Boot obsession — Alexandra Davis, the 26-year-old creator of up-and-coming luxury footwear and accessories brand Cobra Society, has lived in Boston, Los Angeles, and New York. She studied in Morocco; she interned in London and Paris. But no matter where in the world she is, there’s no denying that Davis is a Minnesotan at heart: She loves boots.
“I wear boots every day, all year round,” says Davis, whose silky long locks and effortless style make her the envy of every girl in the room—even without her tribal print, slouchy over-the-knee boots. But it’s always about the boots.
Davis received her first Frye boots when she completed middle school, and she got another pair for graduation from The Blake School. Davis studied international relations and French at Boston University and thought she might like to be a diplomat. Along the way, she found fashionable footwear to be a surer bet for bridging cultural divides. Good boots are a language that requires no interpretation.
North African Influence — Davis was on a summer program in Morocco when she discovered traditional kilim hand-woven rugs. Inspired by the native designs, colors, and textures, Davis envisioned the fabric on boots. After college, she spent some time working in the fashion business, both on the design side and public relations, but soon found herself drawn back to Morocco.
With some seed money from her parents, who live in Wayzata, and the help of a professor, Davis identified a village in the Middle Atlas Mountains where artisans could make rugs that would adhere to leather. While the fabrics are woven in Morocco, the actual boots are constructed in Spain, in one of just a few factories that does Goodyear welt construction—the gold standard for quality. “I wanted a feminine cowboy shape,” Davis says. The result is a distinct look at once exotic and familiar.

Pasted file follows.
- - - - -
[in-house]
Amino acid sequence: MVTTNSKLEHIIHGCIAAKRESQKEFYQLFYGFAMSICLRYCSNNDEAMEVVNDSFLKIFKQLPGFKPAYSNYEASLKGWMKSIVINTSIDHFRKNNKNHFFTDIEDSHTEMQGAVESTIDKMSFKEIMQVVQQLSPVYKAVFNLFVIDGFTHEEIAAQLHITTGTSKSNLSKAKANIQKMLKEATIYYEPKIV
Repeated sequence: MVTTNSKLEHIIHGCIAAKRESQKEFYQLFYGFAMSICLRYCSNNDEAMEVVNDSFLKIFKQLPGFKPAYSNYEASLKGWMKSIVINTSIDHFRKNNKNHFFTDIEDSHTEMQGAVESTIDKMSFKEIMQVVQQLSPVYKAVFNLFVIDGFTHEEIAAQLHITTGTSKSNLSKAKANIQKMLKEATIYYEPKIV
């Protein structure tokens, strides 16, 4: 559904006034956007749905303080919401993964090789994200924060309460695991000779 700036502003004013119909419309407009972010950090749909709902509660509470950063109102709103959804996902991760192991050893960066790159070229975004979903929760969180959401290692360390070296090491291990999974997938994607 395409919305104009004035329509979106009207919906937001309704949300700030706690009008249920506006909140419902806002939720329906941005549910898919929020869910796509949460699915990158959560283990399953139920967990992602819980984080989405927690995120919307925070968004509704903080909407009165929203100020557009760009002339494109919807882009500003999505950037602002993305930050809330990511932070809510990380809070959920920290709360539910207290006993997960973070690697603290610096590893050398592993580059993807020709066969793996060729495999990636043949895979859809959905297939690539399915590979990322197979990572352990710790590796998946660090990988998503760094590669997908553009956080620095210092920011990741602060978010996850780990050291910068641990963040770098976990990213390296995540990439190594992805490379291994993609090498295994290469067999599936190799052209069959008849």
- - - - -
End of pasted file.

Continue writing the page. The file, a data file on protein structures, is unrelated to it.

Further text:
Cobra Society’s fall 2012 collection was inspired by Greece
Next steps — The boots, which cost upwards of $700, were an instant hit with fashion editors around the globe. Celebrities have embraced the young brand as well—Jessica Alba even paid full price for a pair, Davis dishes. Cobra Society is sold on designer shopping site net-a-porter.com and at high-end boutiques—none in the Twin Cities right now, but Davis treats her hometown fans to a trunk show at least twice a year.
Now in her third year of design, Davis is branching out with loafers and leather bags. She’s moved beyond the browns and reds of traditional kilims to saffron and blue. She travels monthly to Spain and Morocco, and when not there in person, she spends her days on the phone, from one time zone to the next. “It’s like the United Nations at my office,” Davis jokes. It’s not what she imagined as an undergrad—just so much better. thecobrasociety.com — A.K.